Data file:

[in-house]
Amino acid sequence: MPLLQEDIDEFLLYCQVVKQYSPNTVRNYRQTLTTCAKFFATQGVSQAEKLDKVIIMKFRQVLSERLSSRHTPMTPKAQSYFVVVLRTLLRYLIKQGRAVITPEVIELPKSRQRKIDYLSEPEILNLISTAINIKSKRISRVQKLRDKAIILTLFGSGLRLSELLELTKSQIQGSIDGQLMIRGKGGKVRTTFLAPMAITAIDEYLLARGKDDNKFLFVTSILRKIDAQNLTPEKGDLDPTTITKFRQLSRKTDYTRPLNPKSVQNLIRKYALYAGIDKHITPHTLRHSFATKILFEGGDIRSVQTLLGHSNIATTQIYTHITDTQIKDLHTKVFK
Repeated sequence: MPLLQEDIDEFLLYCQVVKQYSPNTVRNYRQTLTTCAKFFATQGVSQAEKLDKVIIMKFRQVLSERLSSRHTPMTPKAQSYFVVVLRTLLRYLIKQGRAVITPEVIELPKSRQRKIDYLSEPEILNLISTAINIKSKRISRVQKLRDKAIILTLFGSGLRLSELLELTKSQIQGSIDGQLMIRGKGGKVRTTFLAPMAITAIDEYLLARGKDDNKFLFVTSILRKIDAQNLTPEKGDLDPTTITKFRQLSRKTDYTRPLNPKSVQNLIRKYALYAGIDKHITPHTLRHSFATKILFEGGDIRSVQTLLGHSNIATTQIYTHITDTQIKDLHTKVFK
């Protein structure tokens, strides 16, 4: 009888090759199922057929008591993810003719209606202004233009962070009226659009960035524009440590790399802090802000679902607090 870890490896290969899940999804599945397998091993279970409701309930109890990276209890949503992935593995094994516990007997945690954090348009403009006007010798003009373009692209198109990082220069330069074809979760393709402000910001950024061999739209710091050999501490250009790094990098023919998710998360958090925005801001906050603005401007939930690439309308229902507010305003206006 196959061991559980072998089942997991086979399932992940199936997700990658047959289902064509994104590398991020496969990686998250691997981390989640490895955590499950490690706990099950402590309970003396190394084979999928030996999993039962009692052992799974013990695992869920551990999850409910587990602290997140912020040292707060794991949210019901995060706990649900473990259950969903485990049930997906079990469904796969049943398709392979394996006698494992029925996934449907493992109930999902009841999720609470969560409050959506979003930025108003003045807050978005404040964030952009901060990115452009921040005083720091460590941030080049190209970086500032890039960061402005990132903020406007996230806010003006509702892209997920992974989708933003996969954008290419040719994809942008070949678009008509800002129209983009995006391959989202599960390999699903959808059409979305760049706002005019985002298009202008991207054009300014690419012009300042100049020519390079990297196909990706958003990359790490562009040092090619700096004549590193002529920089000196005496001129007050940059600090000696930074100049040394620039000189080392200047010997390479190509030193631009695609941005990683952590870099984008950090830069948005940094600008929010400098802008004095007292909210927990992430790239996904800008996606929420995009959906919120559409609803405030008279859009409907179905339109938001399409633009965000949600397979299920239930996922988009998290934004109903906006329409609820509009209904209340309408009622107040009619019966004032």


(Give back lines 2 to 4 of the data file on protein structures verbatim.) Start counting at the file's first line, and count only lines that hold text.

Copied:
Amino acid sequence: MPLLQEDIDEFLLYCQVVKQYSPNTVRNYRQTLTTCAKFFATQGVSQAEKLDKVIIMKFRQVLSERLSSRHTPMTPKAQSYFVVVLRTLLRYLIKQGRAVITPEVIELPKSRQRKIDYLSEPEILNLISTAINIKSKRISRVQKLRDKAIILTLFGSGLRLSELLELTKSQIQGSIDGQLMIRGKGGKVRTTFLAPMAITAIDEYLLARGKDDNKFLFVTSILRKIDAQNLTPEKGDLDPTTITKFRQLSRKTDYTRPLNPKSVQNLIRKYALYAGIDKHITPHTLRHSFATKILFEGGDIRSVQTLLGHSNIATTQIYTHITDTQIKDLHTKVFK
Repeated sequence: MPLLQEDIDEFLLYCQVVKQYSPNTVRNYRQTLTTCAKFFATQGVSQAEKLDKVIIMKFRQVLSERLSSRHTPMTPKAQSYFVVVLRTLLRYLIKQGRAVITPEVIELPKSRQRKIDYLSEPEILNLISTAINIKSKRISRVQKLRDKAIILTLFGSGLRLSELLELTKSQIQGSIDGQLMIRGKGGKVRTTFLAPMAITAIDEYLLARGKDDNKFLFVTSILRKIDAQNLTPEKGDLDPTTITKFRQLSRKTDYTRPLNPKSVQNLIRKYALYAGIDKHITPHTLRHSFATKILFEGGDIRSVQTLLGHSNIATTQIYTHITDTQIKDLHTKVFK
């Protein structure tokens, strides 16, 4: 009888090759199922057929008591993810003719209606202004233009962070009226659009960035524009440590790399802090802000679902607090 870890490896290969899940999804599945397998091993279970409701309930109890990276209890949503992935593995094994516990007997945690954090348009403009006007010798003009373009692209198109990082220069330069074809979760393709402000910001950024061999739209710091050999501490250009790094990098023919998710998360958090925005801001906050603005401007939930690439309308229902507010305003206006 196959061991559980072998089942997991086979399932992940199936997700990658047959289902064509994104590398991020496969990686998250691997981390989640490895955590499950490690706990099950402590309970003396190394084979999928030996999993039962009692052992799974013990695992869920551990999850409910587990602290997140912020040292707060794991949210019901995060706990649900473990259950969903485990049930997906079990469904796969049943398709392979394996006698494992029925996934449907493992109930999902009841999720609470969560409050959506979003930025108003003045807050978005404040964030952009901060990115452009921040005083720091460590941030080049190209970086500032890039960061402005990132903020406007996230806010003006509702892209997920992974989708933003996969954008290419040719994809942008070949678009008509800002129209983009995006391959989202599960390999699903959808059409979305760049706002005019985002298009202008991207054009300014690419012009300042100049020519390079990297196909990706958003990359790490562009040092090619700096004549590193002529920089000196005496001129007050940059600090000696930074100049040394620039000189080392200047010997390479190509030193631009695609941005990683952590870099984008950090830069948005940094600008929010400098802008004095007292909210927990992430790239996904800008996606929420995009959906919120559409609803405030008279859009409907179905339109938001399409633009965000949600397979299920239930996922988009998290934004109903906006329409609820509009209904209340309408009622107040009619019966004032």